A comment by the top US air safety official, assessing the Asiana Airlines crash in San Francisco, sounds innocuous to the average ear, but it might amount to a link with a remarkable 1999 crash of a Boeing 747 in London, and the hierarchical structure of Korean culture.
"We are looking at communication between the two crew members," US National Transportation Safety Board Chairman Deborah Hersman said from the scene where the South Korean Boeing 777 crashed on Saturday, killing two teenaged girls bound from China to a summer camp in the United States.
Investigators began interviewing flight crew amid mounting indications that pilot error may have caused the accident.
Flight data showed the plane had been travelling at about 106 knots (196km/h) when its tail slammed into a sea wall short of the runway - sharply lower than the target speed necessary for landing. "137 knots is the speed that they want to have when they cross the threshold of the runway," Hersman said, noting that the crew were tasked with ensuring the correct speed of the plane.
"The crew is responsible to make a safe approach to the airport. (Air traffic controllers) are not responsible for speed management on the aircraft."
Particular scrutiny of cockpit communication brings to mind the disaster that occurred on December 22, 1999, when Korean Air Cargo Flight 8509 plunged to the ground near London.
The investigation that followed, even when described in the terse terms of such reports, revealed a remarkable dynamic in the cockpit that has been linked to Korean social hierarchy.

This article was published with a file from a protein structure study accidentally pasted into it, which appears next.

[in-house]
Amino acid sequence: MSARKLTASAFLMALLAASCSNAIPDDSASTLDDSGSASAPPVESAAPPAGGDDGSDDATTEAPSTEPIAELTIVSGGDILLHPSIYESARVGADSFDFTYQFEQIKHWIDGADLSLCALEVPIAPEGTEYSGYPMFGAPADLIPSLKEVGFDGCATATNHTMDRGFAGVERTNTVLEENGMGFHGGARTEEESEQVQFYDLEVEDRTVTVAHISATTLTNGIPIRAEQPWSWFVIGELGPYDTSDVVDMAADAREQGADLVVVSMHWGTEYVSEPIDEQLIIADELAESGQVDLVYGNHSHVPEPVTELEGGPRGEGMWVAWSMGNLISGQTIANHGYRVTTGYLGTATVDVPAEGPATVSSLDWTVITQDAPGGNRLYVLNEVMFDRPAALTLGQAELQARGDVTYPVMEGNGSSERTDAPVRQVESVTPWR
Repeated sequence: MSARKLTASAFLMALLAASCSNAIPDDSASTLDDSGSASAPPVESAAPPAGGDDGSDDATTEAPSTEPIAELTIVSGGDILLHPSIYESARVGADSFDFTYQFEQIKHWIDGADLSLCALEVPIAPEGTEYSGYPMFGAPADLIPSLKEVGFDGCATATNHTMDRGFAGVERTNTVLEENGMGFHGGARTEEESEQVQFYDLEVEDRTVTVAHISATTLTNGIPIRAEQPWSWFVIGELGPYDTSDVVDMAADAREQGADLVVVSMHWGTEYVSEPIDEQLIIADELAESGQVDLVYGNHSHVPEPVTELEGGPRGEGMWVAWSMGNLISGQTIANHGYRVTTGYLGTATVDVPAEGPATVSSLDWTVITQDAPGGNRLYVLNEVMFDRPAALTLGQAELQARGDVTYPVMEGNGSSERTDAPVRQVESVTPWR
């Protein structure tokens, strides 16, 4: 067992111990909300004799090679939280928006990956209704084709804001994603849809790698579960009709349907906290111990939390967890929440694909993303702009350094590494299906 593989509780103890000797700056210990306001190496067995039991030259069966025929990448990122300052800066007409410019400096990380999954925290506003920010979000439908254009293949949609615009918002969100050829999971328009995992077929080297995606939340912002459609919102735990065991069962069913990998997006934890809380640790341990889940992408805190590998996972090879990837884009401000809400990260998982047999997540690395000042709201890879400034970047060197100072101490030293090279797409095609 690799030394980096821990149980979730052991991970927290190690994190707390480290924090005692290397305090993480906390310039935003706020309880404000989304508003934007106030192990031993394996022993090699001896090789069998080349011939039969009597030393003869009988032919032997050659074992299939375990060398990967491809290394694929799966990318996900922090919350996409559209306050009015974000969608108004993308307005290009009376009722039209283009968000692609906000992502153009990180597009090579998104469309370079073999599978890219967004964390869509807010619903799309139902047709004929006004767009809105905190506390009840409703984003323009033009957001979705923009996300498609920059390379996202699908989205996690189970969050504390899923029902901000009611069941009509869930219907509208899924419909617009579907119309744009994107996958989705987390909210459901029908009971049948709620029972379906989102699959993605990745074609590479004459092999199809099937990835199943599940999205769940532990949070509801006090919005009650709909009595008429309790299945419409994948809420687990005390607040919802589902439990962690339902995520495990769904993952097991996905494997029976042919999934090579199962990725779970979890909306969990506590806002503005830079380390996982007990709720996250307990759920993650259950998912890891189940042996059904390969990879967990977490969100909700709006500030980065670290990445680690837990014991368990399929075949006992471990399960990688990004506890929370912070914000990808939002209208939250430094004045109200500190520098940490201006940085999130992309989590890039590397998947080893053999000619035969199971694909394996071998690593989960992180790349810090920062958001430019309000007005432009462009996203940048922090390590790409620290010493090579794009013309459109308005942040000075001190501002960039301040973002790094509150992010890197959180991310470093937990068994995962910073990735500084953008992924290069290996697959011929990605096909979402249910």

When the plane took off after dark, the pilot's cockpit indicator, called an artificial horizon, wasn't working. But the copilot's was.
When the pilot began to execute a planned banked turn, the horizon instrument in front of him didn't register that the plane was already tilted. Unable to see that the plane already had banked, he continued to bank farther, even though a warning buzzer sounded nine times.
"There was no audible acknowledgment from any crew member regarding these warnings," said the final investigative report of the British Air Accidents Investigation Branch. The plane's wing tore into the ground. All four crew died.
The plane's pilot was Park Duk-kyu, a 57-year-old former air force fighter pilot. The first officer was Yoon Ki-sik, 33, who had far less experience.
The report said that though Yoon was communicating correct information to the tower, Park spoke at him in a "derogatory" way, saying: "Make sure you understand what ground control is saying before you speak."
Seconds later, he barked: "Answer them! They are asking how long the delay will be."
"By making these comments, it is considered that the commander contributed to setting a tone which discouraged further input from other crew members," the report said.
When the plane went into its ill-fated bank less than a minute into the flight, the first officer said nothing, even though the instrument in front of him indicated that the plane was turned almost sideways, the report said.
Author Malcolm Gladwell examined the Korean culture's influence in airplane cockpits in his 2008 book Outliers. "Korean Air had more plane crashes than almost any other airline in the world for a period at the end of the 1990s," Gladwell said in an interview with Fortune magazine just after the book came out.
"What they were struggling with was a cultural legacy, that Korean culture is hierarchical. You are obliged to be deferential toward your elders and superiors in a way that would be unimaginable in the US."
In their formal recommendations, British investigators called on Korean Air "to promote a more free atmosphere between the captain and the first officer".
There has been no direct suggestion that the crash of flight 214 was caused by a communication failure. The NTSB would review what the pilot and co-pilot said regardless of their nationality.
Additional reporting by Agence France-Presse